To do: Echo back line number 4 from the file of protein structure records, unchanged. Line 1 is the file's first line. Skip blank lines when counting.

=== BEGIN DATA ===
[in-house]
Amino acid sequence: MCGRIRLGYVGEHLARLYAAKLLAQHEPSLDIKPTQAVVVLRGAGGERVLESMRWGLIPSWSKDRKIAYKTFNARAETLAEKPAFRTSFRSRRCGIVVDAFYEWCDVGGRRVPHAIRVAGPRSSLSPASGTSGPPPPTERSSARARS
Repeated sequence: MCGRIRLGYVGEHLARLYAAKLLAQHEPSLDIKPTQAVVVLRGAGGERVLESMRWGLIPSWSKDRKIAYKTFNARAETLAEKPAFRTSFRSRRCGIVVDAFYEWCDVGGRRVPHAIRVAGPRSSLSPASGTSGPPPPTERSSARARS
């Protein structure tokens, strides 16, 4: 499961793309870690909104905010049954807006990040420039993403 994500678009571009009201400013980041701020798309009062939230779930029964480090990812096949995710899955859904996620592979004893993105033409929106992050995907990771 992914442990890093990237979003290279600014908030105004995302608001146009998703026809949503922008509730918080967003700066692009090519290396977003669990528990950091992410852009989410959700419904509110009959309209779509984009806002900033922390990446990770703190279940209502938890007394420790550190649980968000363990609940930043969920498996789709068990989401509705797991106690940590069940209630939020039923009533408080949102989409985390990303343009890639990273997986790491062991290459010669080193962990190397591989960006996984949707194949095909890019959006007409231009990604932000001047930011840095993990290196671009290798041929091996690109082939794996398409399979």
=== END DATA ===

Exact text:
């Protein structure tokens, strides 16, 4: 499961793309870690909104905010049954807006990040420039993403 994500678009571009009201400013980041701020798309009062939230779930029964480090990812096949995710899955859904996620592979004893993105033409929106992050995907990771 992914442990890093990237979003290279600014908030105004995302608001146009998703026809949503922008509730918080967003700066692009090519290396977003669990528990950091992410852009989410959700419904509110009959309209779509984009806002900033922390990446990770703190279940209502938890007394420790550190649980968000363990609940930043969920498996789709068990989401509705797991106690940590069940209630939020039923009533408080949102989409985390990303343009890639990273997986790491062991290459010669080193962990190397591989960006996984949707194949095909890019959006007409231009990604932000001047930011840095993990290196671009290798041929091996690109082939794996398409399979």